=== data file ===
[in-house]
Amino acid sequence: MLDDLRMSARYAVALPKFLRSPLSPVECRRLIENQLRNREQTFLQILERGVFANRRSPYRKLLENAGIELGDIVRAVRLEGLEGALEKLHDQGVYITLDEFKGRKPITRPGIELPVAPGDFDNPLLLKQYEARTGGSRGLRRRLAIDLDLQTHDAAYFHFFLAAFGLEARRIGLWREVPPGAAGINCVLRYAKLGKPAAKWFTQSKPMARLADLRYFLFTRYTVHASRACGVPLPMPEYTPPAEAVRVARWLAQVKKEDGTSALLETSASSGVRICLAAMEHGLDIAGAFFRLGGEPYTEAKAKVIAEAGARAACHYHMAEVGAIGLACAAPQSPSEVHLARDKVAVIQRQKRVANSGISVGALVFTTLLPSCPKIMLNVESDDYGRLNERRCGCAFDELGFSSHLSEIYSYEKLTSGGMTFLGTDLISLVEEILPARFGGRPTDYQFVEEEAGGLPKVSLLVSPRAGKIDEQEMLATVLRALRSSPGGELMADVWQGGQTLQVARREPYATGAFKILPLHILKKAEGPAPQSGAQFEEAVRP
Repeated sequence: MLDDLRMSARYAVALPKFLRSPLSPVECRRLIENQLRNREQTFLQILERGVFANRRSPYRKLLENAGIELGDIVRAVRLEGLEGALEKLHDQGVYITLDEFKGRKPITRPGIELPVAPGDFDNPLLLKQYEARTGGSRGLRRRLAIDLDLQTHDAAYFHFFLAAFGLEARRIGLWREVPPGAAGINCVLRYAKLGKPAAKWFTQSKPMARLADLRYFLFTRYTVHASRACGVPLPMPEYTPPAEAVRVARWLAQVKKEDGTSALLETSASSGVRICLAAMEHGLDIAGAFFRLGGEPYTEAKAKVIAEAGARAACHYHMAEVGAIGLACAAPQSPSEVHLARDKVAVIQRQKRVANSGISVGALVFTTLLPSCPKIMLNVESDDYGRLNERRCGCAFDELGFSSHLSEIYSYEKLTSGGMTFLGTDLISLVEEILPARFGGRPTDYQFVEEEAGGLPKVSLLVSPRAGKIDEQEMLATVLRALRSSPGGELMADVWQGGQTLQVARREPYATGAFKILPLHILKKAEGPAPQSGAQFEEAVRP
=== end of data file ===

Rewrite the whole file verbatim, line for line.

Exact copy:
[in-house]
Amino acid sequence: MLDDLRMSARYAVALPKFLRSPLSPVECRRLIENQLRNREQTFLQILERGVFANRRSPYRKLLENAGIELGDIVRAVRLEGLEGALEKLHDQGVYITLDEFKGRKPITRPGIELPVAPGDFDNPLLLKQYEARTGGSRGLRRRLAIDLDLQTHDAAYFHFFLAAFGLEARRIGLWREVPPGAAGINCVLRYAKLGKPAAKWFTQSKPMARLADLRYFLFTRYTVHASRACGVPLPMPEYTPPAEAVRVARWLAQVKKEDGTSALLETSASSGVRICLAAMEHGLDIAGAFFRLGGEPYTEAKAKVIAEAGARAACHYHMAEVGAIGLACAAPQSPSEVHLARDKVAVIQRQKRVANSGISVGALVFTTLLPSCPKIMLNVESDDYGRLNERRCGCAFDELGFSSHLSEIYSYEKLTSGGMTFLGTDLISLVEEILPARFGGRPTDYQFVEEEAGGLPKVSLLVSPRAGKIDEQEMLATVLRALRSSPGGELMADVWQGGQTLQVARREPYATGAFKILPLHILKKAEGPAPQSGAQFEEAVRP
Repeated sequence: MLDDLRMSARYAVALPKFLRSPLSPVECRRLIENQLRNREQTFLQILERGVFANRRSPYRKLLENAGIELGDIVRAVRLEGLEGALEKLHDQGVYITLDEFKGRKPITRPGIELPVAPGDFDNPLLLKQYEARTGGSRGLRRRLAIDLDLQTHDAAYFHFFLAAFGLEARRIGLWREVPPGAAGINCVLRYAKLGKPAAKWFTQSKPMARLADLRYFLFTRYTVHASRACGVPLPMPEYTPPAEAVRVARWLAQVKKEDGTSALLETSASSGVRICLAAMEHGLDIAGAFFRLGGEPYTEAKAKVIAEAGARAACHYHMAEVGAIGLACAAPQSPSEVHLARDKVAVIQRQKRVANSGISVGALVFTTLLPSCPKIMLNVESDDYGRLNERRCGCAFDELGFSSHLSEIYSYEKLTSGGMTFLGTDLISLVEEILPARFGGRPTDYQFVEEEAGGLPKVSLLVSPRAGKIDEQEMLATVLRALRSSPGGELMADVWQGGQTLQVARREPYATGAFKILPLHILKKAEGPAPQSGAQFEEAVRP